João Conde from Conde Lab recently published an article in the journal in Trends in Cancer entitled "Above and beyond Cancer Therapy: translating biomaterials into clinics" (full article here).
In brief, João Conde talks about this review:
What led you to prepare and publish this review?
"The idea of this opinion piece started with a question: Why is there such a paucity of clinical trials using nanotherapies, considering the extensive reports of anticancer nanomedicines in preclinical studies? To date, nano-therapy studies have depended to a great extent on applying systemic routes to deliver therapeutic payloads, regardless of the low delivery efficiencies and advantages of local and continuous delivery approaches. Nanotechnology can certainly deliver, but we need to tackle the limitations that are holding back the translation of nanomedicines into the clinic and start benefiting from their full potential."
Why is this important?
"Empowering a proficient systemic delivery is testing and dependent on experimental examination. Thats why the clinical translation of biomaterials is important, once there is an earnest need to form improved delivery vehicles and to establish guidelines regarding the performance metric by which we can evaluate a technology in a preclinical setting. Correlating preclinical and clinical outcomes would pave the way to generating a scoring system that would determine the probability of clinical success.
This opinion piece provides a checklist that should consider additional guidelines that define the studies necessary to investigate the efficacy, safety, biopharmaceutic and pharmacokinetic properties of modified nanomaterials following oral, intramuscular, subcutaneous and intravenous administration in animal models, and to set out general principles for designing, conducting and evaluating such studies. It is imperative to scrutinize the hurdles and suggest potential solutions to enable optimal administration and delivery of therapeutic agents and propose new paradigms by which therapies need to be evaluated towards effective nanotechnology translation into the clinic."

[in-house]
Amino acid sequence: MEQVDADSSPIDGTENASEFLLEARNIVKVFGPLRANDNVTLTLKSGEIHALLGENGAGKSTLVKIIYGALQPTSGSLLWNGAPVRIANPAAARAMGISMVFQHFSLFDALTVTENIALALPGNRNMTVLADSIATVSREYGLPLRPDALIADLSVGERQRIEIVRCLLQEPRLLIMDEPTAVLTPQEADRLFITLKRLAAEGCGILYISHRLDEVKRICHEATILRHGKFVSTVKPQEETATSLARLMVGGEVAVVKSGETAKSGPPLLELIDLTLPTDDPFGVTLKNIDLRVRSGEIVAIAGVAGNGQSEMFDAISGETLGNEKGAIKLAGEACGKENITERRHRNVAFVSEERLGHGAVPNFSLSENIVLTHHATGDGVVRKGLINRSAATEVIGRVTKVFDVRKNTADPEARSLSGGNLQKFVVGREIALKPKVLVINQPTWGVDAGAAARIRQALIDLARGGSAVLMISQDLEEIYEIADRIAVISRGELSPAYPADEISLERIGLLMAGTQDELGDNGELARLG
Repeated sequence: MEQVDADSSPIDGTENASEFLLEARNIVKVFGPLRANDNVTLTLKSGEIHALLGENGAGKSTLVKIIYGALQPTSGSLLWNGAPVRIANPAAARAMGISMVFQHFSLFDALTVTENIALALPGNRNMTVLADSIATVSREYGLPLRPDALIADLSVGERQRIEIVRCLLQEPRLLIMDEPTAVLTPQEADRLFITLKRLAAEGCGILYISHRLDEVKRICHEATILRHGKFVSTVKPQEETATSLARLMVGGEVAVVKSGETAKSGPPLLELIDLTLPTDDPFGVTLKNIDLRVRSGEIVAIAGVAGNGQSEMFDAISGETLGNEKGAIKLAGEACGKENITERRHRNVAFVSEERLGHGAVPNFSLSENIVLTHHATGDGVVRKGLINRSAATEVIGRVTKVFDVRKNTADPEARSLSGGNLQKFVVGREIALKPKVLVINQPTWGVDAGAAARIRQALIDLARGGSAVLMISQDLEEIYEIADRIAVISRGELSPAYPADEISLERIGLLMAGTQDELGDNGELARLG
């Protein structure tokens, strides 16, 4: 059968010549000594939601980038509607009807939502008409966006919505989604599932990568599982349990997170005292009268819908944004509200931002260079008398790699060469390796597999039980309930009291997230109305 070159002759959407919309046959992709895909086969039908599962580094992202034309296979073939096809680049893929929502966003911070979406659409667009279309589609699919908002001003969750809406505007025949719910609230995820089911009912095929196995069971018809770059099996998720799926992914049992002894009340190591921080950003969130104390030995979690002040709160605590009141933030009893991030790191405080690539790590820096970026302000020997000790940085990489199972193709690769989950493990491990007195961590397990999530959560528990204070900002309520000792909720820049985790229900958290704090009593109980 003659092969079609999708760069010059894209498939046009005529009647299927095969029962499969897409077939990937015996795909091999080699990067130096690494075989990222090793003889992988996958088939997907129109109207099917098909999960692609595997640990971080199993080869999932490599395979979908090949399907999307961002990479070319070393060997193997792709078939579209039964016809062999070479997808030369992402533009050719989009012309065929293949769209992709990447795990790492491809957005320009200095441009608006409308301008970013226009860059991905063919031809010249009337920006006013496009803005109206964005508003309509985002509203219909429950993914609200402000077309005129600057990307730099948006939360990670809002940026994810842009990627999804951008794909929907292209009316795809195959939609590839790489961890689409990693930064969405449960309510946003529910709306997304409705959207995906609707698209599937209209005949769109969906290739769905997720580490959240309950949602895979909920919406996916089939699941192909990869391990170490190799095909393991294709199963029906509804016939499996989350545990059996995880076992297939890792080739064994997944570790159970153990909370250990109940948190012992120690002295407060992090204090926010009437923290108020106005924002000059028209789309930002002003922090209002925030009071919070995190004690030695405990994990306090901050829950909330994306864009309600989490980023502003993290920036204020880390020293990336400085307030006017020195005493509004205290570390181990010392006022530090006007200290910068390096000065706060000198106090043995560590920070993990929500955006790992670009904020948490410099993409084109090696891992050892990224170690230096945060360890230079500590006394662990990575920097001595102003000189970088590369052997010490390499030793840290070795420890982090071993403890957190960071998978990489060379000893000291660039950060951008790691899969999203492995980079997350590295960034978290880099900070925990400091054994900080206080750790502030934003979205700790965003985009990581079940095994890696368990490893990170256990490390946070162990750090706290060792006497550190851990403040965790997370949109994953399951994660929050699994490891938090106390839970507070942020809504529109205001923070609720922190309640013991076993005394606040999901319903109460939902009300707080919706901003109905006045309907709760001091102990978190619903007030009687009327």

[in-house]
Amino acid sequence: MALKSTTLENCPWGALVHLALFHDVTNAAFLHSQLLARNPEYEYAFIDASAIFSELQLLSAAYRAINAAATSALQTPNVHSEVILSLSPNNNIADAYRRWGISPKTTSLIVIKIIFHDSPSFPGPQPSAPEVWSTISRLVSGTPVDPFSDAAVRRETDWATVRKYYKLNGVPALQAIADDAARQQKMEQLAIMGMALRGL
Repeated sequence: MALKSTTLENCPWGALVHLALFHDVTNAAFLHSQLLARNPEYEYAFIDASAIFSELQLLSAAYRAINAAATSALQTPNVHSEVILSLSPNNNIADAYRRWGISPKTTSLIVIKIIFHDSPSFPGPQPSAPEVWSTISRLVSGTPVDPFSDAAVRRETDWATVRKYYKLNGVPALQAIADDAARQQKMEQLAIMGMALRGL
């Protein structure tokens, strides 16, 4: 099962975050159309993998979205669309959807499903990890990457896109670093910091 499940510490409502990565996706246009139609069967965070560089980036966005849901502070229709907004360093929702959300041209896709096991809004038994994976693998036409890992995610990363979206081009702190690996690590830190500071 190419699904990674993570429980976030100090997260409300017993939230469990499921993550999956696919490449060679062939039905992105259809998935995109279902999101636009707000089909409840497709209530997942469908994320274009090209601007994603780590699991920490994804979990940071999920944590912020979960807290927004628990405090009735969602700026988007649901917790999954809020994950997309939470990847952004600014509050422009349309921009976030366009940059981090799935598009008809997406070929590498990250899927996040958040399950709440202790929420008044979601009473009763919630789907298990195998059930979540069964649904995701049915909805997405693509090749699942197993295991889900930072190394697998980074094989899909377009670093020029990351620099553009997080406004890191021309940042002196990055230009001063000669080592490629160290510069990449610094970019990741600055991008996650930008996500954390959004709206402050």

Can you use an analogy to help us understand this field?
"The idea of this field - Nanotechnology - started more than 60 years ago, when in December of 1959, Richard Feynman (an American theoretical physicist) gave a lecture called “There's Plenty of Room at the Bottom” at an annual meeting of the American Physical Society at Caltech. In this well-known talk, Feynman placed the theoretical foundations for the field now called NanoMedicine when he could perceive the world where things could be miniaturized, or when huge volumes of intel could be programmed onto more and even more small devices, and when machines could be made significantly reduced and compact. Despite the fact that 1959 was the time when computers were the size of entire rooms, Feynman asked his audience: “I don't know how to do this on a small scale in a practical way, but I do know that computing machines are very large; they fill rooms. Why can't we make them very small, make them of little wires, little elements, and by little, I mean little?”.
In fact, the concept of miniature medical minions that we developed using Nanotechnology isn’t new. Richard Feynman at that time already suggested the possibility of “swallowing the doctor”. Feynman told us “it would be interesting in surgery if you could swallow the surgeon (small machine). (…) It goes into the heart and looks around. It finds out which valve is the faulty” and repairs it”.
This has inspired us and others to consider the possibility of manipulating individual atoms as a powerful tool for synthetic chemistry and synthetic biology."
What questions remain to be asked in this field that your group will pursue?
"Cancer has become the chief proving ground-breaking platforms that can be used for precision medicine using Nanotechnology. Determining the genetic profile of a tumor, detecting key driver mutations, and trying to disable those drivers with targeted therapies so as to “smash” the brakes on malignant and metastatic cells to control proliferation is the modus operandus of Precision Medicine. Now Cancer Nanotechnology aims to do that for old-line drugs and treatment strategies and bring up reality to the Precision Medicine Initiative. However, how far are we from precision and personalization? This is a question that our group will try to answer by developing innovative and personalized biomaterials for the delivery of therapeutic molecules in a highly specific and efficient way. The epitome for diseases’ diagnosis and treatment has to be modified from relatively nonspecific delivery agents to tuned, selective and cellular/molecular and mechanism-based devices."
Find out more about Conde Lab in the his website.